the u.s. president should take a in terms of a more realistic, short-term approach to facing challenges are a long term visionary approach where the focus is on the future and where we are going in the next 10-20 years. which of the following approaches to you think a u.s. presidential candidate should take? you will see two options. should a u.s. president take a practical approach and difficult times addressing near-term challenges or a visionary approach focusing on long-term goals for the future and not losing perspective of where we want to go to? go ahead and text to 22333. the response code you agree with et.you can tweak at @gt we will see if it matches the opinion poll. a fair size minority, about the 44% felt short-term obstacles was the important focus of the nation. it looks like once again we have come close to the national poll with 67% of the audience i in the room and online voting for a visionary approach looking at long-term goals for the country instead of a short-term perspective. i think this would be another good thing for elected officials to keep a in mind as the
. mitchell, the u.s. department of transportation. second witness is susan fleming, director of physical temperature government accountability office. we are privileged to have as a witness paula hammond, washington state chair. and a light leader sheikh -- leadership group. then mr. edward hamberger. and ann schneider. i like to welcome all of the. we appreciate your patience. we have had some lively discussion today. there is a lot of interest in passenger rail service inner- city and high speed. we look forward to your contribution. if you have a lengthy statement that extends beyond five minutes, without objection it will all be considered as part of the record and included in the record. we welcome you. we will now begin and we will start with mitchell behm, the inspector general for rail maritime economic analysis at the department of transportation. >> mr. chairman, members of the committee, thank you for inviting me to testify in the implementation of the nation's high-speed intercity passenger rail program. since we raised concerns in 2010 about fra's ability to meet this challe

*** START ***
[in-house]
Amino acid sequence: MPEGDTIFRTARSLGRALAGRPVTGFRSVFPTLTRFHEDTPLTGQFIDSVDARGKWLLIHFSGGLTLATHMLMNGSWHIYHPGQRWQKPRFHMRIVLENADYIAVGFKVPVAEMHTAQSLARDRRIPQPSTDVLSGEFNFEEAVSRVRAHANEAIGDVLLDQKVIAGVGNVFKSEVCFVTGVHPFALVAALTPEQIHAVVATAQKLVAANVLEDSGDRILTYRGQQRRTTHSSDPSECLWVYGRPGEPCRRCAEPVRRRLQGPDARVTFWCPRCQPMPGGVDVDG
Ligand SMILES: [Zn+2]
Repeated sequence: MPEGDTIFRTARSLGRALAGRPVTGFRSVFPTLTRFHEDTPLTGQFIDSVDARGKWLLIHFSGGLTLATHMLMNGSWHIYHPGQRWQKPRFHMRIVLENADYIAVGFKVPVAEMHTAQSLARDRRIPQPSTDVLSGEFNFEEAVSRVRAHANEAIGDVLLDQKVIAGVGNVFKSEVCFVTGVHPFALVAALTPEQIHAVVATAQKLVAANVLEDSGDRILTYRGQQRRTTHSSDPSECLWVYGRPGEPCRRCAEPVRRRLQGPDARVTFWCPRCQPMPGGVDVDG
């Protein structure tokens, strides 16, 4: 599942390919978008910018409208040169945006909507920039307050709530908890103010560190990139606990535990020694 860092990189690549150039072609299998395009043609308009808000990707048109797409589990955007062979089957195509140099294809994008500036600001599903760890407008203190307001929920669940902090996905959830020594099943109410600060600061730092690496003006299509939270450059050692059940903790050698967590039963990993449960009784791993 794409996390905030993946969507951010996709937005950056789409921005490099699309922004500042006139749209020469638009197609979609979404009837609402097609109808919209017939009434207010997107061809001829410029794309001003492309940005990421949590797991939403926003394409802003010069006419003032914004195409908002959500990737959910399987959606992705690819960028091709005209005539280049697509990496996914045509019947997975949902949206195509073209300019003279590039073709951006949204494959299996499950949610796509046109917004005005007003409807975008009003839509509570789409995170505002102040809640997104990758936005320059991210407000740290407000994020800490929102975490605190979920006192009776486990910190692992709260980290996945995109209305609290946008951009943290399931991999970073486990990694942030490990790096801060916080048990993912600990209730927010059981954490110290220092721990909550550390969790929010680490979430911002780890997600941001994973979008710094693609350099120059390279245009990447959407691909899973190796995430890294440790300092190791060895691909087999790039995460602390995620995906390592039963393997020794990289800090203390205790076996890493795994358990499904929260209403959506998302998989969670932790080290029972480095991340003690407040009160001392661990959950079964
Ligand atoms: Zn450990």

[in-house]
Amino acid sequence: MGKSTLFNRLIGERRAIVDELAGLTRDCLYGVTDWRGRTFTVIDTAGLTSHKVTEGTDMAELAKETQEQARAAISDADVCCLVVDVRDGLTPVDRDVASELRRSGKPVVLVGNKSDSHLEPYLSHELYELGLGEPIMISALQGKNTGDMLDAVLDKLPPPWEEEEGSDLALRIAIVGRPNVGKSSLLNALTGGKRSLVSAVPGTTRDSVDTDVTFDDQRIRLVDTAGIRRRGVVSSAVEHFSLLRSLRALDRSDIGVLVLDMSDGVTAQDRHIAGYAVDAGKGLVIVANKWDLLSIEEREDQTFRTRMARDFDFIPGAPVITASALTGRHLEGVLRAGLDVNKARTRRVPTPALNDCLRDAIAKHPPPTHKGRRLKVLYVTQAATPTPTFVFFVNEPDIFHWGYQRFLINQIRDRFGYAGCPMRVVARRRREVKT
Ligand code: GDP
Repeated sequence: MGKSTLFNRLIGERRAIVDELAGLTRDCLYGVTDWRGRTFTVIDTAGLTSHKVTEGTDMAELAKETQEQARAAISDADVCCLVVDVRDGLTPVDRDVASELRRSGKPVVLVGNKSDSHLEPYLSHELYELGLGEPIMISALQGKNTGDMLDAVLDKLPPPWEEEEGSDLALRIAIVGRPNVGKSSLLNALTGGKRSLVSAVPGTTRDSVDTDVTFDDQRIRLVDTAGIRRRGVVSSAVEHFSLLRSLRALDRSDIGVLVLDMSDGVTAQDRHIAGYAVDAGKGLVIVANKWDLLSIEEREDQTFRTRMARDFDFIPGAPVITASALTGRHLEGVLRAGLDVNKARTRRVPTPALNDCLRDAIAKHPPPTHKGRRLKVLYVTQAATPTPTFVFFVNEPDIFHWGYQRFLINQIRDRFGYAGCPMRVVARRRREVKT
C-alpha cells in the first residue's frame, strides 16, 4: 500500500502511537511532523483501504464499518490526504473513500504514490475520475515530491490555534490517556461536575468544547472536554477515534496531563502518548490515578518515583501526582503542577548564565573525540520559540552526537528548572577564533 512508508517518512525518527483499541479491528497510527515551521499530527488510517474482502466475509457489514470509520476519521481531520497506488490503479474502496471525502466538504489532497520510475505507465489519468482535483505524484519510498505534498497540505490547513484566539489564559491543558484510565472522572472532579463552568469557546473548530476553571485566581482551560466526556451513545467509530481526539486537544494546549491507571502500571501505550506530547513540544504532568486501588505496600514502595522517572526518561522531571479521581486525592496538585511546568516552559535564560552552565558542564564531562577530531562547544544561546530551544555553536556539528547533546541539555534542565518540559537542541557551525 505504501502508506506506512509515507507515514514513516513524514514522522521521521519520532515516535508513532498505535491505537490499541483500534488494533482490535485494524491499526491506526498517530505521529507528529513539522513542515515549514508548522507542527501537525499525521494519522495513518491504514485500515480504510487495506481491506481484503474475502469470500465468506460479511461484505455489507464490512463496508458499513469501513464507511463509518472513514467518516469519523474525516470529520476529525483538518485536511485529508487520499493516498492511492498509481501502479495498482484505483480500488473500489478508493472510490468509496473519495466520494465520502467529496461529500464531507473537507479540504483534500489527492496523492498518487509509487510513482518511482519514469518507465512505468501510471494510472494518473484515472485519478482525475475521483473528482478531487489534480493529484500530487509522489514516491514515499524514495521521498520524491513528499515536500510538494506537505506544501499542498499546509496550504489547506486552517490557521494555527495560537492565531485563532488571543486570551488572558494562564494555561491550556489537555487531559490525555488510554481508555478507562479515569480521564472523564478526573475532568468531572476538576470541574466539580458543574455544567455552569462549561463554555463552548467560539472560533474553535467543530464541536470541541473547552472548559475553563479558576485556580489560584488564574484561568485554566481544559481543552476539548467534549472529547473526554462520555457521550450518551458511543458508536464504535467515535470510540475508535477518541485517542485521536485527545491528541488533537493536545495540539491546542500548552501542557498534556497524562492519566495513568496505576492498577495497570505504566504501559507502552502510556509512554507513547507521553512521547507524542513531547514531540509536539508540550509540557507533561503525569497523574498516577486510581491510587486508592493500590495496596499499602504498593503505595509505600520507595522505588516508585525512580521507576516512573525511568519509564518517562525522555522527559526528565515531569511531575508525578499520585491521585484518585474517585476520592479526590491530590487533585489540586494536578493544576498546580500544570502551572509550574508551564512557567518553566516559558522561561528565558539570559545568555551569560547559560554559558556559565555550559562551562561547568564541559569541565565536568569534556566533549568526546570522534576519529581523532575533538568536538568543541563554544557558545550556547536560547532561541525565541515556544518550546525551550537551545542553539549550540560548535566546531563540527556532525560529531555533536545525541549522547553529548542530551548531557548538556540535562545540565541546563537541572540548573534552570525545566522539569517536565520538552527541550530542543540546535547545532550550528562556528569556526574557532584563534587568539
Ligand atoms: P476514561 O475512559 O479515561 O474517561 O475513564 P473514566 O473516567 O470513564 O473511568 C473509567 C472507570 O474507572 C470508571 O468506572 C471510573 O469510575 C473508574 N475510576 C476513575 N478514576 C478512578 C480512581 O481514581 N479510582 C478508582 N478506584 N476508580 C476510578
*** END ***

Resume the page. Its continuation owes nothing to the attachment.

different laws than we do. if there say technology drain, it's also in terms of the u.s. laws we only prohibit certain type of technology that has to do with national security and technology. but when you talk in steve's case the talent of the invite tive things that get sucked out along with that, that's nobody really talks about that so i'd like to hear from you. >> it's true. what you are saying is true. it goes back to what i was saying the other countries are being a magnet for talent, there is no question about this so we have to recognize that is happening and make sure we're competitive. my own view is if people want to come here and get an education and go back to their country, fine, that is a way to build stronger committees in other parts of the world. that is part of our stated policy. having people come here if they want to go back and start companies there, that's fine. but we should at least give them the option of staying here. if they want to go back fine, but don't force them. encourage them to stay because we need smart people here working on these new technologies
and not half real plan spree did not have -- not have rail plans and. my concern is whether the u.s. has priorities of where to begin and where we would end. what we have seen in the past couple of years is no funding from the federal government. we really comment in some kind of dream of going, some of the state's will continue to move forward because even in the best circumstances as we approach the cliff, in not going over there will be very significant reductions in every kind of program made. that is the case. i need to hear the case for why we would prioritize at least one of the places you have funded that looks like it is ready to go and go with it. if you do not do that, you must have some view that some miracle is going to happen in the economy so at least the public sector will continue funding. i cannot see that. if it is not the case that we can expect public funding for all parts of the country and in next five years. let's take the near term. what do you think is the best way to proceed with what scarce funds you may recede? -- receive? we know this. if you start, we try t
Search Results 0 to 6 of about 7